Another hallmark of the literary approach to the Bible is its emphasis on the unity of books and passages. Literary critics look for literary wholes. A pioneer in the literary approach to the Bible rightly commented that ‘no principle of literary study is more important than that of grasping clearly a literary work as a single whole.’ A literary approach to the Bible is thus characterized partly by attention to unifying patterns in biblical texts. (Words of Delight, p. 21).
Rule #1: Read each book as a whole.
There is a difference between saying we should read the whole book and saying we should read a book as a whole. The former may mean that we could read each book as disconnected unrelated parts like reading the whole encyclopedia. To say that we should read each book as a whole implies that all the parts have something to do with one another. In the latter case, we read each book as an integrated whole.
When it comes to reading the Bible, the anecdotal evidence is that we read here a little…there a little. We have favorite verses, but we do not know the context in which the verse appears.
I recall driving to worship one Sunday morning during a very challenging time. It was not a good morning. I did not like the way life was going. I did not like the demands life required of me at the time. I was overwhelmed. A passage came to mind, at least a part of a passage. All I could remember was “he that would love life and see good days, let him…”. Let him what? I would have given anything at that moment to know how that passage ended. Come Monday morning, I was on the hunt for the end of and the context of that sentence.
One of the most important lessons I have learned is to read each book of the Bible as a complete whole. We need to put an end to only remembering a verse here and there without knowing the context in which that verse is embedded. This approach tends to atomize the text and often leads to trouble.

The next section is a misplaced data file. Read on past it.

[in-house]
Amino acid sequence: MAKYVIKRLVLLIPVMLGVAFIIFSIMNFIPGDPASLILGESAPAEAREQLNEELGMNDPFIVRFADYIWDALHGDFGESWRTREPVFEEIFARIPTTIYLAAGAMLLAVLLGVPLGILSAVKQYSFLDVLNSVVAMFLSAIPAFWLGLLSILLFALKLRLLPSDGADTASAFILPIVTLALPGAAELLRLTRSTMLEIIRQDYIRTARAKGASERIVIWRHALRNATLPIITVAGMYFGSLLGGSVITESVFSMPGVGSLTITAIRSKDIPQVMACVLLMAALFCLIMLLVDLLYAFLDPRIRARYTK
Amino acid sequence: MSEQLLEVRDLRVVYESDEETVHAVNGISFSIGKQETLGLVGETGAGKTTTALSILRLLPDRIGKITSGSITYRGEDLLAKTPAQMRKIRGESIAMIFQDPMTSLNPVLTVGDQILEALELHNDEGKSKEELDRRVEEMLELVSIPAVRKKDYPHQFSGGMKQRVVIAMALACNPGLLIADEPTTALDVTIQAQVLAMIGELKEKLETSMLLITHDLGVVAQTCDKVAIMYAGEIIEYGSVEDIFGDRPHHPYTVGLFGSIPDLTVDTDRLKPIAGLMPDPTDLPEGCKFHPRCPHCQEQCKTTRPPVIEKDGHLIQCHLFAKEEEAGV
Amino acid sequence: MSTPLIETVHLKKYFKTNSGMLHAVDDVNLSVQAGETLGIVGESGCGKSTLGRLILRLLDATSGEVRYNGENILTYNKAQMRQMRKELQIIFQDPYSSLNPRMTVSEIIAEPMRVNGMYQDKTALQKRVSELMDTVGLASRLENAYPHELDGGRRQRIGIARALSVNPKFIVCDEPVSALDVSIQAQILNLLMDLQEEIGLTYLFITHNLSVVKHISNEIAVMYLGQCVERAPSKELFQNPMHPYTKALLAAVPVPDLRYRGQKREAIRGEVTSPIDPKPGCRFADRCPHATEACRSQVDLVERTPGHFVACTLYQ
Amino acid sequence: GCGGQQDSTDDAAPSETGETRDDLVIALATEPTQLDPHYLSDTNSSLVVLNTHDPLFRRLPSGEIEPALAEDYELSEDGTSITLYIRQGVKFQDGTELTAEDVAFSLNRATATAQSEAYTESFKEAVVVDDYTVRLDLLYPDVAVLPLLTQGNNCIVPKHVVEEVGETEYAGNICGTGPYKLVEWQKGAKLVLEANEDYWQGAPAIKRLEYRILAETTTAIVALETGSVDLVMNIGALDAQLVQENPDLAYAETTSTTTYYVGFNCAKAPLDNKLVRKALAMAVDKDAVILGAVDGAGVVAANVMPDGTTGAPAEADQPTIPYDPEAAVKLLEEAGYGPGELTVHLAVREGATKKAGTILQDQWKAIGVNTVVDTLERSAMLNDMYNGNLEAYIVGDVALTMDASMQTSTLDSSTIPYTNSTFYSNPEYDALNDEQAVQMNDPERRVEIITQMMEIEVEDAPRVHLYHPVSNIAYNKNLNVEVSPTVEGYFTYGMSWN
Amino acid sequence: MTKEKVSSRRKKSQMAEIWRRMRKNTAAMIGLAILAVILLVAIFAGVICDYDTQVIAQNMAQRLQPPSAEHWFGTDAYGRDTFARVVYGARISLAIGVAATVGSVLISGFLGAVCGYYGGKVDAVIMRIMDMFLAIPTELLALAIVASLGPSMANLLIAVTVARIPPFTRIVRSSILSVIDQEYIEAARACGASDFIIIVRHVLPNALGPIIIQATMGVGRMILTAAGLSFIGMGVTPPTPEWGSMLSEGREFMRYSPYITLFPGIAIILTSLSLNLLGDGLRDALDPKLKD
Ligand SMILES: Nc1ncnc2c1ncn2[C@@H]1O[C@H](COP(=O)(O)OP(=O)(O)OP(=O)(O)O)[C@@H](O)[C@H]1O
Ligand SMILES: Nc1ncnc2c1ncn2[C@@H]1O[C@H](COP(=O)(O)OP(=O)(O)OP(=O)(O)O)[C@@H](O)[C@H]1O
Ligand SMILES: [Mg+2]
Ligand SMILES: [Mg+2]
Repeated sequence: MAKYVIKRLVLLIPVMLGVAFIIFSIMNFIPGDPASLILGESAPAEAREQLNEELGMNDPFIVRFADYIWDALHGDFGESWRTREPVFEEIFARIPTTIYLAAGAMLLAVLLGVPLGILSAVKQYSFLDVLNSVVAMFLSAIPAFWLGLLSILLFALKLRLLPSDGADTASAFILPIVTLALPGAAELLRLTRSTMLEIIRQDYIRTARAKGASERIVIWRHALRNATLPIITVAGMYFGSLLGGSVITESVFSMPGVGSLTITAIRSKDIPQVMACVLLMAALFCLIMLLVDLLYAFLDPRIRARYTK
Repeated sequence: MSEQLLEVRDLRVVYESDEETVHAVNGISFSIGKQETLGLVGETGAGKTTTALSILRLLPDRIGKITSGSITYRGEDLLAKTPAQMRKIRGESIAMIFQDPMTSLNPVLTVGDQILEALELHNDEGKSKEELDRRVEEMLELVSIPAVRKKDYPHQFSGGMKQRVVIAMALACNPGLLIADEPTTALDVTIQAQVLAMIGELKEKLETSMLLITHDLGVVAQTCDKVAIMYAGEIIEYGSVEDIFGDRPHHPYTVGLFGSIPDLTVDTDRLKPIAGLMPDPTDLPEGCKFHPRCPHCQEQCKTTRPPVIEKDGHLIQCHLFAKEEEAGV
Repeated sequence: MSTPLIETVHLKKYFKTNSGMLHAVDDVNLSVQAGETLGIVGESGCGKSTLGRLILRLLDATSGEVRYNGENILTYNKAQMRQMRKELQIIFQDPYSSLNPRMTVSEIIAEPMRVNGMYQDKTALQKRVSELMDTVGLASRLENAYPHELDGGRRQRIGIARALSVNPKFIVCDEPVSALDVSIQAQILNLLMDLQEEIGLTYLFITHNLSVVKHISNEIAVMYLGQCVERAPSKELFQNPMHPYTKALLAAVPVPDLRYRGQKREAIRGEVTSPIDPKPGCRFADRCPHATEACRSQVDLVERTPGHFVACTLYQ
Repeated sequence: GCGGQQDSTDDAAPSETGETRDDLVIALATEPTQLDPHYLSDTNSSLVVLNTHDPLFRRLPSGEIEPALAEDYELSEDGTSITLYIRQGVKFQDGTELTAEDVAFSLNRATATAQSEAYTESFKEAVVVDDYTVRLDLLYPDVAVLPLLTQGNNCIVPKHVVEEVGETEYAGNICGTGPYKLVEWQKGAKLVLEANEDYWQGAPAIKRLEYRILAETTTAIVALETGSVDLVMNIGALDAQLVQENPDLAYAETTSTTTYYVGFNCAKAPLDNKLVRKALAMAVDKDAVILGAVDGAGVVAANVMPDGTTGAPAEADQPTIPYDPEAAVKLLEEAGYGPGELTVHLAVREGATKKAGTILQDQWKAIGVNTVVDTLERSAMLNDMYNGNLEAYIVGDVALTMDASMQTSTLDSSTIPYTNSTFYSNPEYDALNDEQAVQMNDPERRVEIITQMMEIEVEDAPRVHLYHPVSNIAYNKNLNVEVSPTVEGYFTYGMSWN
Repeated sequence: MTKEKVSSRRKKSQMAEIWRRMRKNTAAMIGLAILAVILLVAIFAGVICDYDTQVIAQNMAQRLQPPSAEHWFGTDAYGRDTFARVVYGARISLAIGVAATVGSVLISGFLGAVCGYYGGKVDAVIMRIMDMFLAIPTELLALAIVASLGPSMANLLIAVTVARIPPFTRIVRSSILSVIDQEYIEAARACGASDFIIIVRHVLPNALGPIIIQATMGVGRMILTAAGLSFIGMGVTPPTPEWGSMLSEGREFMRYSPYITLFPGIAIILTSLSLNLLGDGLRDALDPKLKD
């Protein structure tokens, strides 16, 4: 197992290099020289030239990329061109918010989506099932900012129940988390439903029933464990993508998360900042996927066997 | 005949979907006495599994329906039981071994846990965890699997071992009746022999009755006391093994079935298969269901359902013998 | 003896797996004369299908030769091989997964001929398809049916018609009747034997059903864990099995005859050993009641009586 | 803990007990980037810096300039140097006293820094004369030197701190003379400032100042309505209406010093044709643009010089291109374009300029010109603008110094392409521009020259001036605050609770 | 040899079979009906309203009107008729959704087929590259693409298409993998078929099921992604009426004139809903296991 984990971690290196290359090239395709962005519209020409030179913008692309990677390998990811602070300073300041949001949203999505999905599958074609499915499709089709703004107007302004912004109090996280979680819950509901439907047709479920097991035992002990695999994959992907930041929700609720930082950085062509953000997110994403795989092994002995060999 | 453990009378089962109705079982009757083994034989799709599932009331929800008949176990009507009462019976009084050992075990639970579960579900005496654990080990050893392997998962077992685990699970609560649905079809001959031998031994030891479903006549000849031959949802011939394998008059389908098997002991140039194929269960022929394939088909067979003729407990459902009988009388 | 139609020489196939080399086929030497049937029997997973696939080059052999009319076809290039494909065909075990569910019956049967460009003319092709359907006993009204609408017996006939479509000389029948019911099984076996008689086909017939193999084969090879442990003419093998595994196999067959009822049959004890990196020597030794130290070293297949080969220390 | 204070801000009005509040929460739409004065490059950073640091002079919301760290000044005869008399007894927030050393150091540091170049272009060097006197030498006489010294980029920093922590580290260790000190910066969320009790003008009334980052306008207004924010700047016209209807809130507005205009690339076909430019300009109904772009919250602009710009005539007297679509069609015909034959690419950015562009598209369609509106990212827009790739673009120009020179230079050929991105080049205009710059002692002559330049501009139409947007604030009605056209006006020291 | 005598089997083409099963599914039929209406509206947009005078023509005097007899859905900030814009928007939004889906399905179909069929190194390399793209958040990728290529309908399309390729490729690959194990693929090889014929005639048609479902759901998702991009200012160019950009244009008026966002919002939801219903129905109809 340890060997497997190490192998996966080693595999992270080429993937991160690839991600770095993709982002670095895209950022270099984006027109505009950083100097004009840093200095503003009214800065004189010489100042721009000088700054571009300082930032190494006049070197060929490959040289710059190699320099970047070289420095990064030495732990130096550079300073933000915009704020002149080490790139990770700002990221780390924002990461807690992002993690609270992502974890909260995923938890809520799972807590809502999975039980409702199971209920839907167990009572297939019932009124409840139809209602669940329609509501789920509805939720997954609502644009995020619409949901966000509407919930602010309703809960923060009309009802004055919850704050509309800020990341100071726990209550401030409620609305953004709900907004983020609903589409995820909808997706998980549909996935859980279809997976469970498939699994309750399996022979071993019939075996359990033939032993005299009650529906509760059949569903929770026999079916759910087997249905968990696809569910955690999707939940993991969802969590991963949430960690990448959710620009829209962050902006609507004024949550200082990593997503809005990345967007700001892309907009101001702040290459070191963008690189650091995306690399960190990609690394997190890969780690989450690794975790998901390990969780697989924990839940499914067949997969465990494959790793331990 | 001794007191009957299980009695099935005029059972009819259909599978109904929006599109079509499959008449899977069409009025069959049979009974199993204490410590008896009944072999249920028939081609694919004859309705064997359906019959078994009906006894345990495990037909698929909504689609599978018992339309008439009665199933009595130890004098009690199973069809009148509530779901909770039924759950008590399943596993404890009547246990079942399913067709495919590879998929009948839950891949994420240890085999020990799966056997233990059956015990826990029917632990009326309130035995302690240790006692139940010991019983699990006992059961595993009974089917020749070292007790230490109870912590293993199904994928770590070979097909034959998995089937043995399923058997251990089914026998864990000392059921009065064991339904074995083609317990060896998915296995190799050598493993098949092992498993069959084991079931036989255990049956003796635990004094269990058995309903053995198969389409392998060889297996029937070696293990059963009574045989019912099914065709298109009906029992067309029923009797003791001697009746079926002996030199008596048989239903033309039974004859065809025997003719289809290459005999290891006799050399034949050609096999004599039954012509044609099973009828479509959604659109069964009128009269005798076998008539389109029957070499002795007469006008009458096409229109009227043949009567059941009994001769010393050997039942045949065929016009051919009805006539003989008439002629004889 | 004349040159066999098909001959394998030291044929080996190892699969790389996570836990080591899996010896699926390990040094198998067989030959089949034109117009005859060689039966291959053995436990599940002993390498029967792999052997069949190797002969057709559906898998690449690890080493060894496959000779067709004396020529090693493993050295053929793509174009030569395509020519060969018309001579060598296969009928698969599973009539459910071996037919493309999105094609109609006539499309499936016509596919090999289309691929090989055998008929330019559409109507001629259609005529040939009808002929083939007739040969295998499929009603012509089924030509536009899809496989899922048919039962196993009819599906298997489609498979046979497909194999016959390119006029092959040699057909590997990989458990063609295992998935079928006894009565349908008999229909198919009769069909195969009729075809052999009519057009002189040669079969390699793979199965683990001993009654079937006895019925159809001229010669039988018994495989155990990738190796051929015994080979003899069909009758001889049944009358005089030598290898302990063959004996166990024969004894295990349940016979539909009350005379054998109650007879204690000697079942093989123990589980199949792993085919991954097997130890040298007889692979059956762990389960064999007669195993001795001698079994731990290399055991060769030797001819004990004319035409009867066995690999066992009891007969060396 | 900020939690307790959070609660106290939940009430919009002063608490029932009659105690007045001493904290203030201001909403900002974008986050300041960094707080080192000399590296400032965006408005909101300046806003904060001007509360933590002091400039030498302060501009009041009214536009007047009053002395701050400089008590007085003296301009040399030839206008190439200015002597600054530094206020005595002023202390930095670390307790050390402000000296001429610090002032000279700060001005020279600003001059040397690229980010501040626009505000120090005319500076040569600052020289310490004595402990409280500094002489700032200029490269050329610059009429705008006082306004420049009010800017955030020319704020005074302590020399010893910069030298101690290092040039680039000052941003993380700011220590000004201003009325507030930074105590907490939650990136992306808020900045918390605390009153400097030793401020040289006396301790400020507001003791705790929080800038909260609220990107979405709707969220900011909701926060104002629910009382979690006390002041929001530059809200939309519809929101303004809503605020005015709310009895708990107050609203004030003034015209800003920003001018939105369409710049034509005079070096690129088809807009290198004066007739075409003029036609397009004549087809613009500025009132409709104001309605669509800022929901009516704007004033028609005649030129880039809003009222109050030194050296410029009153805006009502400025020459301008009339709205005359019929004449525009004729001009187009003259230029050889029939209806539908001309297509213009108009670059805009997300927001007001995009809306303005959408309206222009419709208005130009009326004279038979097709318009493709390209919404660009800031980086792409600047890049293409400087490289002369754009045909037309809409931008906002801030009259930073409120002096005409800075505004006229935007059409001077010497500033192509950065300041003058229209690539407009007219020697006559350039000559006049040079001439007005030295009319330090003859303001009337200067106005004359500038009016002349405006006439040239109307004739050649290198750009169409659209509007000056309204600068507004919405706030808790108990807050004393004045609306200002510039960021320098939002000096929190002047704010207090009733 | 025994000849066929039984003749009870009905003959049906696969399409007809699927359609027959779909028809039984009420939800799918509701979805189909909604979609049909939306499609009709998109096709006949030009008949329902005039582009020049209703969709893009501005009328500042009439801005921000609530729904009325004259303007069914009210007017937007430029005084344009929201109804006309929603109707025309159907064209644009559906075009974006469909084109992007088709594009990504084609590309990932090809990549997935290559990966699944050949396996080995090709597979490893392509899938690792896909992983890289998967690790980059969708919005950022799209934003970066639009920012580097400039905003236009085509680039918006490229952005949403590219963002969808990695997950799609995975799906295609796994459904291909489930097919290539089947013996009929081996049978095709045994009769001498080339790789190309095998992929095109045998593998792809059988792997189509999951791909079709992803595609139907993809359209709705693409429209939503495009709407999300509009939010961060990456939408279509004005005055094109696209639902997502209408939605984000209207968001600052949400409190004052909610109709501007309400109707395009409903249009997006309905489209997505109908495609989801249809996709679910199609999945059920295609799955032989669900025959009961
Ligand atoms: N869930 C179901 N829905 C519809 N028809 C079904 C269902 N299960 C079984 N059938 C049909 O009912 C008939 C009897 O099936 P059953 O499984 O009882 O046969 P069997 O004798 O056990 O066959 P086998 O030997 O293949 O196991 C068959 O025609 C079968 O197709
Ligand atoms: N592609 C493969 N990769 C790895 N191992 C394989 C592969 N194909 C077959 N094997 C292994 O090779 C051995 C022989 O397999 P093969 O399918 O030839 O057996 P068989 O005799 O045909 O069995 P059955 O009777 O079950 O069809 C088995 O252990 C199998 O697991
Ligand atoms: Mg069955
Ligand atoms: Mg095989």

Marshall McCluhen wrote the oft-quoted line, “the medium is the message.” Let’s consider what he might mean where reading the Bible is concerned. If the medium is the message, the medium or vehicle or means by which an author conveys the message varies. Just think of the various types of writings we find in the New Testament: narrative, epistle, wisdom as in James, and apocalyptic as in Revelation. It is the entire book that constitutes the message. (This seems so self-evident that it should not need to be said, but I have found that some of the most self-evident truths are often overlooked.) As a case in point, the message of the Gospel according to Matthew is the entire book of Matthew. The message of 1 John is the entire epistle. Statements that summarize a book are just that, summaries.
The main point here is to learn to keep the entire book before your mind to gain the most benefit from reading the book. I must admit, this is not easy, but it is most beneficial. Many valuable things in life are not easy or cheap, but the results are worth every effort.
Rule #2: Read each part of the book in light of the whole.
The second basic rule for reading is to consider every part of a book in light of the whole book. As a case in point, look at First John. First John is intent on damage control. Troublers did their damage to the recipients of this letter and left. They were no longer part of the congregation, so they are not addressed directly, but the people left behind were troubled by the false ideas, in particular, concerning the Christ.
When considering any text in the letter, we should ask questions like, “what damage was done by those who went out from among them.” And, “how does any particular text contribute to the message of the whole?” If you begin asking questions like these of First John texts that may have puzzled expositors in my lifetime can be better understood than if we disconnect the passage under consideration from the context of the whole letter. In particular, what are we to make of the “sin unto death” in the last chapter of the book? And, why does John end his letter with the admonition to “guard yourselves against idols”?
I encourage you to read First John as a whole, and in an effort to answer the last two questions of the previous paragraph, see what you conclude considering the “sin unto death” in light of the entire letter. Hint: reread the letter with a view toward highlighting those texts in which John condemns people for positions they held—in particular with reference to Jesus. Is there a connection to be drawn between the statements about Jesus throughout and the reference to the “sin unto death”?